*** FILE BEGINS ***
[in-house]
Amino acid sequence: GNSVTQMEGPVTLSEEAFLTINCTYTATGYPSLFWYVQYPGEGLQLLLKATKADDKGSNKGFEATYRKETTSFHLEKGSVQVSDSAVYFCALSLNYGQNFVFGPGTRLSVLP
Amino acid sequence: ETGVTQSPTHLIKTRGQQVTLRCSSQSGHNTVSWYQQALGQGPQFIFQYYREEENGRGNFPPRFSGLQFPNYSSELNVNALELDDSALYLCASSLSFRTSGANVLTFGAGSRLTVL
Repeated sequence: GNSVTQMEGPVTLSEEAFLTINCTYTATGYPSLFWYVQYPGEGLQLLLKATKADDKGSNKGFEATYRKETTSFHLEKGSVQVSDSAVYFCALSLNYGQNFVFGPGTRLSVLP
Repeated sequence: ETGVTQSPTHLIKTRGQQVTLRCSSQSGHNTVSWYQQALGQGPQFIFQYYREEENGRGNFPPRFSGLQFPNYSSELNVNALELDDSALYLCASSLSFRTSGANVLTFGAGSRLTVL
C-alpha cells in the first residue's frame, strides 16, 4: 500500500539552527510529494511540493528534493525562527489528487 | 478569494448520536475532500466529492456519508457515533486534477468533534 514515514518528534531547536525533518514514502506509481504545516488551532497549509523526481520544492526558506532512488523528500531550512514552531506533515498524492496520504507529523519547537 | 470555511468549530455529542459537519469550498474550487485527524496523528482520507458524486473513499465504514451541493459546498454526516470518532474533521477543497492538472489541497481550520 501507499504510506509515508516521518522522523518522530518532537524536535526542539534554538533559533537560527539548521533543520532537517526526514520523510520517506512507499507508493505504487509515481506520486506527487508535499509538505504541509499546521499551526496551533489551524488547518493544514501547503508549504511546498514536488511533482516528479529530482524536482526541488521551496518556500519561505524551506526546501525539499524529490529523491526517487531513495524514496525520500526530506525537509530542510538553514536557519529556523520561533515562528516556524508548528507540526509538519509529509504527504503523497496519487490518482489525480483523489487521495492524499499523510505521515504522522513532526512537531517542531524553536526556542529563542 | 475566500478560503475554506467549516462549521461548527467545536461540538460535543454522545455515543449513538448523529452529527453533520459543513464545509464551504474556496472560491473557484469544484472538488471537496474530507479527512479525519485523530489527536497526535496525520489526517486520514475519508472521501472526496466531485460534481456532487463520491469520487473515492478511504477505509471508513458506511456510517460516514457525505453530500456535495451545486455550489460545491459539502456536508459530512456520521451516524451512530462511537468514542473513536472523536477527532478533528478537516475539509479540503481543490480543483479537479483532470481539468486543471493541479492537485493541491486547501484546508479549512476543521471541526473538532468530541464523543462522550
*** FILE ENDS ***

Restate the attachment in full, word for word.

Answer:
[in-house]
Amino acid sequence: GNSVTQMEGPVTLSEEAFLTINCTYTATGYPSLFWYVQYPGEGLQLLLKATKADDKGSNKGFEATYRKETTSFHLEKGSVQVSDSAVYFCALSLNYGQNFVFGPGTRLSVLP
Amino acid sequence: ETGVTQSPTHLIKTRGQQVTLRCSSQSGHNTVSWYQQALGQGPQFIFQYYREEENGRGNFPPRFSGLQFPNYSSELNVNALELDDSALYLCASSLSFRTSGANVLTFGAGSRLTVL
Repeated sequence: GNSVTQMEGPVTLSEEAFLTINCTYTATGYPSLFWYVQYPGEGLQLLLKATKADDKGSNKGFEATYRKETTSFHLEKGSVQVSDSAVYFCALSLNYGQNFVFGPGTRLSVLP
Repeated sequence: ETGVTQSPTHLIKTRGQQVTLRCSSQSGHNTVSWYQQALGQGPQFIFQYYREEENGRGNFPPRFSGLQFPNYSSELNVNALELDDSALYLCASSLSFRTSGANVLTFGAGSRLTVL
C-alpha cells in the first residue's frame, strides 16, 4: 500500500539552527510529494511540493528534493525562527489528487 | 478569494448520536475532500466529492456519508457515533486534477468533534 514515514518528534531547536525533518514514502506509481504545516488551532497549509523526481520544492526558506532512488523528500531550512514552531506533515498524492496520504507529523519547537 | 470555511468549530455529542459537519469550498474550487485527524496523528482520507458524486473513499465504514451541493459546498454526516470518532474533521477543497492538472489541497481550520 501507499504510506509515508516521518522522523518522530518532537524536535526542539534554538533559533537560527539548521533543520532537517526526514520523510520517506512507499507508493505504487509515481506520486506527487508535499509538505504541509499546521499551526496551533489551524488547518493544514501547503508549504511546498514536488511533482516528479529530482524536482526541488521551496518556500519561505524551506526546501525539499524529490529523491526517487531513495524514496525520500526530506525537509530542510538553514536557519529556523520561533515562528516556524508548528507540526509538519509529509504527504503523497496519487490518482489525480483523489487521495492524499499523510505521515504522522513532526512537531517542531524553536526556542529563542 | 475566500478560503475554506467549516462549521461548527467545536461540538460535543454522545455515543449513538448523529452529527453533520459543513464545509464551504474556496472560491473557484469544484472538488471537496474530507479527512479525519485523530489527536497526535496525520489526517486520514475519508472521501472526496466531485460534481456532487463520491469520487473515492478511504477505509471508513458506511456510517460516514457525505453530500456535495451545486455550489460545491459539502456536508459530512456520521451516524451512530462511537468514542473513536472523536477527532478533528478537516475539509479540503481543490480543483479537479483532470481539468486543471493541479492537485493541491486547501484546508479549512476543521471541526473538532468530541464523543462522550